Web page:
Holidays after divorce

The Texas Family Code has very specific instructions about divorced parents and holidays. Although parents can have other arrangements if approved by the court, this is the standard approach to handling post-divorce holidays in Texas. It is characterized by every-other-year “possession” (the Texas term for visitation) during school vacations and major holidays.

Standard Holiday Possession

The Family Code spells out the following schedule:

  • Christmas: The possessory conservator (the parent without custody) has possession of the child from 6 p.m. of the last day before the school Christmas break until 6 p.m. on Dec. 26. Then the other parent, the managing conservator, has possession of the child from 6 p.m. on Dec. 26 to 6 p.m. on the day before school starts. Each parent follows this schedule every other year.
  • Thanksgiving: The possessory conservator has possession of the child from 6 p.m. on the day that school breaks for the holiday until 6 p.m. on the Sunday after Thanksgiving. Each parent follows this schedule every other year. Which parent has the child for Thanksgiving usually determines the time period during the Christmas school vacation; the parent who has possession of the child for Thanksgiving has the child for the last half of the Christmas break.
  • Father’s and Mother’s Day: The father has possession on the weekend of Father’s Day, the Mother on the weekend of Mother’s Day.
  • Child’s birthday: The parent not ordinarily scheduled for that day would have the child from 6 to 8 p.m. on the child’s birthday.
  • Other holidays: Parents usually have possession every other year on Easter, Memorial Day, July 4th and Labor Day.

The Texas Family Code allows for extension of child possession when a holiday falls on the Friday before or the Monday after a regularly scheduled weekend. It also is specific about the arrangements for Christmas and Thanksgiving when parents live more than 100 miles from the child’s primary residence.

The law presumes that the standard holiday arrangements are in the best interests of the child unless parents agree on other arrangements that the court approves.

You Have the Children for a Holiday. How Do You Get Through It?

Agreeing to standard or nonstandard dates and times is only the beginning. The parent with possession of the child must also identify the best ways to celebrate these holidays. Some suggestions include:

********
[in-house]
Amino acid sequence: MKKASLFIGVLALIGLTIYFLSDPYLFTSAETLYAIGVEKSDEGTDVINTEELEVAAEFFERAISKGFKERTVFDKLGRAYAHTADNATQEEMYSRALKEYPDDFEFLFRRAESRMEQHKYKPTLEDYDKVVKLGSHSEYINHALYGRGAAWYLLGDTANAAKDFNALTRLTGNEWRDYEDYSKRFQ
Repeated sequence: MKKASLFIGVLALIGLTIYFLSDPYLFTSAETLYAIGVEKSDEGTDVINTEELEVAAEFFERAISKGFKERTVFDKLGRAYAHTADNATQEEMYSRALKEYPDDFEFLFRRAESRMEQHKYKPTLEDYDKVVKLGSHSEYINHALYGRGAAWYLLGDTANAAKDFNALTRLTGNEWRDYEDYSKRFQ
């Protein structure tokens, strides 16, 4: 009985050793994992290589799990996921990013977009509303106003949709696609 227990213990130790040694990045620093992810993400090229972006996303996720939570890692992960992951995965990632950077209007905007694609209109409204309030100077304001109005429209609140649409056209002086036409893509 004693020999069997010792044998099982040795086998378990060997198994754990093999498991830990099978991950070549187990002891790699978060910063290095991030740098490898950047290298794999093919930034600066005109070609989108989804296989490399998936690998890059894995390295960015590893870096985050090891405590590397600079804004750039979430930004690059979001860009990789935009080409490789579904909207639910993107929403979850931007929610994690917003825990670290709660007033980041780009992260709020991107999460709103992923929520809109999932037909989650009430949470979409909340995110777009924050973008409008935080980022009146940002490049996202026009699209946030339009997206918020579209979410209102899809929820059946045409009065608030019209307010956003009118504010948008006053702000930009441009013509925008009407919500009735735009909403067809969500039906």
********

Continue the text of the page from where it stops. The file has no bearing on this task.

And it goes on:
• Develop new traditions. If you always did things one way before the divorce, try something different. Enlist the children in developing their own new holiday traditions and they will have something to look forward to every time they are with you for that celebration.
  • Don’t be tempted to give too many presents or presents that are very expensive. It’s not a competition. Instead, figure out some fun activities that children will remember long after the expensive toy is broken.
  • If you don’t have your children with you during a holiday, reach out to others. Host a divorced parents Thanksgiving dinner. Go to a movie. Volunteer at a shelter or food bank. Stay busy.
  • Don’t do everything twice. Don’t have two huge Thanksgiving meals. Some parents spread out the Christmas present opening over two weeks, opening one every day.
  • Reduce stress by lowering your expectations. No family is perfect except on television. Not everything is always going to be wonderful, no matter how hard you try. If you feel stressed because you want to create the perfect holiday for your children, they will know it. It’s better to be more relaxed and have fun with your kids, accepting that there may be a few rough edges around the holiday celebration.
  • Communicate with the other parent about gift giving. This avoids duplication and can help eliminate parental competition for the best gift. Some parents even give gifts that are from both of them.
  • Make sure the other parent knows about performances, holiday pageants, school trips and other holiday events that they might like to be part of.
  • Don’t give your children a pet as a gift without checking with the other parent. If it is going to be your pet, that’s fine, but if the pet will follow the child between parental homes, it may not be such a great idea.

The bottom line for holiday celebrations is to stay relaxed and focus on the children. Remember, it’s not about you; it’s about them.